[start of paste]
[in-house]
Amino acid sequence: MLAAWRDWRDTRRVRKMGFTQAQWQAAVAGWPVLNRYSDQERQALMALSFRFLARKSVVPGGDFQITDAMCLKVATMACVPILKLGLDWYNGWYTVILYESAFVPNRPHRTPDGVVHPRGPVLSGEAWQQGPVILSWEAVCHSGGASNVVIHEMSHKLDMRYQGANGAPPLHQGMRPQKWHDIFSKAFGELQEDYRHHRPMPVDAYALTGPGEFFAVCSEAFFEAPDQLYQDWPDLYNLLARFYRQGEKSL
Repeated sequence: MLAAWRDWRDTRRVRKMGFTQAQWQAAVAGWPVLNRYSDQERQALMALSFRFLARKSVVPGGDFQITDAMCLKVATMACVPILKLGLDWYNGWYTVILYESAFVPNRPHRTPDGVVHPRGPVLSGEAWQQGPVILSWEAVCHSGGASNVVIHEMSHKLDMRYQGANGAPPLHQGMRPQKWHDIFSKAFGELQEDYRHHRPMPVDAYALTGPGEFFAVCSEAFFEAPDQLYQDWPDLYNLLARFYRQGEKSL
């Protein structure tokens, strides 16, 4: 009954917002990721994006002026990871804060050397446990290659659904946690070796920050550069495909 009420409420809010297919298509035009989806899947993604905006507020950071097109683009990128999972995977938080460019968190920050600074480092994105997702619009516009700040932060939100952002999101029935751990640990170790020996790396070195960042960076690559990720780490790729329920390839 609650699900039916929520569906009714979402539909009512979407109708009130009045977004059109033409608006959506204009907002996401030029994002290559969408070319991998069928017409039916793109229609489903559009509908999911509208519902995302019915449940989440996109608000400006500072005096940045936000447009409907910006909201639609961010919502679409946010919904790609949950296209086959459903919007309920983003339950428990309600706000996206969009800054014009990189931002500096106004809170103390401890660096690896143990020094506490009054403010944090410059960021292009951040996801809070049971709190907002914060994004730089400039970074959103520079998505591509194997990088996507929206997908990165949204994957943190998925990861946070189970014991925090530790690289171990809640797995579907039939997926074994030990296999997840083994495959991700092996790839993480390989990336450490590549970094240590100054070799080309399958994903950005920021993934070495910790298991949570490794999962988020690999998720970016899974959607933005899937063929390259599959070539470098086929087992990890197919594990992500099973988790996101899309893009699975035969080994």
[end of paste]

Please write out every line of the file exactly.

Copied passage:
[in-house]
Amino acid sequence: MLAAWRDWRDTRRVRKMGFTQAQWQAAVAGWPVLNRYSDQERQALMALSFRFLARKSVVPGGDFQITDAMCLKVATMACVPILKLGLDWYNGWYTVILYESAFVPNRPHRTPDGVVHPRGPVLSGEAWQQGPVILSWEAVCHSGGASNVVIHEMSHKLDMRYQGANGAPPLHQGMRPQKWHDIFSKAFGELQEDYRHHRPMPVDAYALTGPGEFFAVCSEAFFEAPDQLYQDWPDLYNLLARFYRQGEKSL
Repeated sequence: MLAAWRDWRDTRRVRKMGFTQAQWQAAVAGWPVLNRYSDQERQALMALSFRFLARKSVVPGGDFQITDAMCLKVATMACVPILKLGLDWYNGWYTVILYESAFVPNRPHRTPDGVVHPRGPVLSGEAWQQGPVILSWEAVCHSGGASNVVIHEMSHKLDMRYQGANGAPPLHQGMRPQKWHDIFSKAFGELQEDYRHHRPMPVDAYALTGPGEFFAVCSEAFFEAPDQLYQDWPDLYNLLARFYRQGEKSL
């Protein structure tokens, strides 16, 4: 009954917002990721994006002026990871804060050397446990290659659904946690070796920050550069495909 009420409420809010297919298509035009989806899947993604905006507020950071097109683009990128999972995977938080460019968190920050600074480092994105997702619009516009700040932060939100952002999101029935751990640990170790020996790396070195960042960076690559990720780490790729329920390839 609650699900039916929520569906009714979402539909009512979407109708009130009045977004059109033409608006959506204009907002996401030029994002290559969408070319991998069928017409039916793109229609489903559009509908999911509208519902995302019915449940989440996109608000400006500072005096940045936000447009409907910006909201639609961010919502679409946010919904790609949950296209086959459903919007309920983003339950428990309600706000996206969009800054014009990189931002500096106004809170103390401890660096690896143990020094506490009054403010944090410059960021292009951040996801809070049971709190907002914060994004730089400039970074959103520079998505591509194997990088996507929206997908990165949204994957943190998925990861946070189970014991925090530790690289171990809640797995579907039939997926074994030990296999997840083994495959991700092996790839993480390989990336450490590549970094240590100054070799080309399958994903950005920021993934070495910790298991949570490794999962988020690999998720970016899974959607933005899937063929390259599959070539470098086929087992990890197919594990992500099973988790996101899309893009699975035969080994």